Eventually John returned to MTB, racing marathon events, including the epic 2007 24hr World Championships. His story is one of the most positive outcomes we’ll see in sport and furthermore, John’s life now has a sense of normality and his future looks bright.
However John’s crash, some 13 years ago, should have served as a warning sign. While his injury was indeed at the more severe end of the Traumatic Brain Injury spectrum, as a community we have largely ignored the seemingly lesser injuries of concussion, which, we are now discovering can lead to devastating consequences, as bad if not worse than the more obvious TBI’s, if not managed properly.
Recovering from a brain injury is not as simple as mending a broken bone, and as mountain bikers racing at Elite level in DH, Enduro and Freeride (and further) are starting to discover, concussion is very much the elephant in the room.
Concussion, from the Latin concutere (“to shake violently”) or concussus (“action of striking together”), is the most common type of Traumatic Brain Injury.
One of the biggest problems of putting this article together was the alarming lack of data available on concussions among Elite World Cup DH riders, or any other discipline for that matter.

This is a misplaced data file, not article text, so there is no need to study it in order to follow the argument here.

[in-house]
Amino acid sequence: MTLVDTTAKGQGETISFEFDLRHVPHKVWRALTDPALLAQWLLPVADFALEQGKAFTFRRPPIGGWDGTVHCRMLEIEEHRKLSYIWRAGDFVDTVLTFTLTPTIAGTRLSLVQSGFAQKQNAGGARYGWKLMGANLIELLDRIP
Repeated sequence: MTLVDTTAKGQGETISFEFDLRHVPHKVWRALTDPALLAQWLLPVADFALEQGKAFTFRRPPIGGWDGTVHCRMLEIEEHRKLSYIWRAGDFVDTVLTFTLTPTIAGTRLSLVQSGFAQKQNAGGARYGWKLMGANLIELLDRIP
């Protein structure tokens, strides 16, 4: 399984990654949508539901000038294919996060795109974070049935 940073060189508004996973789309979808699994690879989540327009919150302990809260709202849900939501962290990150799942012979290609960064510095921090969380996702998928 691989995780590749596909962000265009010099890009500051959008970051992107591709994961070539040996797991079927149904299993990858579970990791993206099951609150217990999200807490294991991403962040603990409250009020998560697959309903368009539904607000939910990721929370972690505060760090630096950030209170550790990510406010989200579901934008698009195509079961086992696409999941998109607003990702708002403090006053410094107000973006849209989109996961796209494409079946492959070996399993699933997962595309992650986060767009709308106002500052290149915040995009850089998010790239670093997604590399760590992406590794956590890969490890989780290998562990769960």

The issue is further muddled by the fact we are dealing with racers who will choose to race even with the odds firmly stacked against them and the fact that diagnosing a concussion is the job of a qualified healthcare professional.
We spoke to many riders and nearly all said they’ve raced a World Cup race with a concussion or symptoms aligned with concussion. Furthermore, we aren’t just talking about single concussions either. Successive blows to the head can cause equally as much damage even if they are less severe, with the effects being cumulative.
This way of thinking is alarming, but not unexpected. It’s time we were aware of the damage that this can do to our long term health.
A simple way of thinking regarding ‘cumulative’ – rather than simply repeated – blows to the head is that 2+2=22, not 4. Two mid-grade concussions, not too far apart in time, may result in an extremely severe concussion, with potentially life-changing outcomes.
A good analogy is the Richter Scale used for earthquakes, which is a base-10 log scale, with each successive step being not 2x but 10x the severity of the former.
In short, we know riders are racing and competing with concussions and after bangs to the head, we have no idea what is going on inside their brains when they do this rarely and even less so when they do this repeatedly. We don’t know how many times they have suffered a concussion, we have no return-to-race program, no formal medical director on site and at the moment, no power to stop them breaking the beam when they are not fit to race.
We aren’t the first people to notice this state of affairs and in 10-15 years time, we could have a serious problem on our hands with today’s riders having to deal with the most devastating consequences.
After watching countless World Cup DH racers on the Red Bull TV live feed, emergency doctor Colum O’Hare contacted Wyn Masters (a vocal advocate of rider safety on social media), to discover more regarding the safety protocols in place.